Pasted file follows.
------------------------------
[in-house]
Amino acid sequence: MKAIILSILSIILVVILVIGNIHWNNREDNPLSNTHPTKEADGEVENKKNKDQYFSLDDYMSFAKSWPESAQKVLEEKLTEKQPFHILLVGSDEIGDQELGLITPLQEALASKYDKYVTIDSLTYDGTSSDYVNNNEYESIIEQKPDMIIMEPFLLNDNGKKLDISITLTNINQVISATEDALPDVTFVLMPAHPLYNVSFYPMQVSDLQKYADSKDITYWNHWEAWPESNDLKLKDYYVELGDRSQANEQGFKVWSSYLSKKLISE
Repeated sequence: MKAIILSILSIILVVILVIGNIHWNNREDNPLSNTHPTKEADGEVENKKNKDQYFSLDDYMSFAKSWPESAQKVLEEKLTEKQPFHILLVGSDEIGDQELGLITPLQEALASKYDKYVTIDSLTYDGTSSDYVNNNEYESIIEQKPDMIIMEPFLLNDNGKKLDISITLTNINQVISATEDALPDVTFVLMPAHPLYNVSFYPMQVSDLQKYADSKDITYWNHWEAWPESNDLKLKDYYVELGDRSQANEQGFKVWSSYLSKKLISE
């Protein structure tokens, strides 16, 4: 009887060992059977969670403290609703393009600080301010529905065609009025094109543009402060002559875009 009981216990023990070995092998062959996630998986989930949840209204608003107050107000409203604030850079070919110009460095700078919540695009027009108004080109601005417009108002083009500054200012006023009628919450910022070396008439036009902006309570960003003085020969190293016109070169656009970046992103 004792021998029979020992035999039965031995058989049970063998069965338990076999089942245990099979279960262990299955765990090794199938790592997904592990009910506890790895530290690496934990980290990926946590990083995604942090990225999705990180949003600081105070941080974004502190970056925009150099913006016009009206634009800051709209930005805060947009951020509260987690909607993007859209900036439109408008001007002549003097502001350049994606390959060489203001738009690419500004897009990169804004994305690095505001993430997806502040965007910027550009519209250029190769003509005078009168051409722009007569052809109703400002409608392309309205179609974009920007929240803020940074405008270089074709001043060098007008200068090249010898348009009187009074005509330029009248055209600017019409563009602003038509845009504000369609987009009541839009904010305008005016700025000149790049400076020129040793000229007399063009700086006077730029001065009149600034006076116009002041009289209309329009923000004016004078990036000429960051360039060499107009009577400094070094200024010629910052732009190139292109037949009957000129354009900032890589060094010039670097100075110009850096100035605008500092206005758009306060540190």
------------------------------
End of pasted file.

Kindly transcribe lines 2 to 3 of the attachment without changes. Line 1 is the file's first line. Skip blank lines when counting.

Amino acid sequence: MKAIILSILSIILVVILVIGNIHWNNREDNPLSNTHPTKEADGEVENKKNKDQYFSLDDYMSFAKSWPESAQKVLEEKLTEKQPFHILLVGSDEIGDQELGLITPLQEALASKYDKYVTIDSLTYDGTSSDYVNNNEYESIIEQKPDMIIMEPFLLNDNGKKLDISITLTNINQVISATEDALPDVTFVLMPAHPLYNVSFYPMQVSDLQKYADSKDITYWNHWEAWPESNDLKLKDYYVELGDRSQANEQGFKVWSSYLSKKLISE
Repeated sequence: MKAIILSILSIILVVILVIGNIHWNNREDNPLSNTHPTKEADGEVENKKNKDQYFSLDDYMSFAKSWPESAQKVLEEKLTEKQPFHILLVGSDEIGDQELGLITPLQEALASKYDKYVTIDSLTYDGTSSDYVNNNEYESIIEQKPDMIIMEPFLLNDNGKKLDISITLTNINQVISATEDALPDVTFVLMPAHPLYNVSFYPMQVSDLQKYADSKDITYWNHWEAWPESNDLKLKDYYVELGDRSQANEQGFKVWSSYLSKKLISE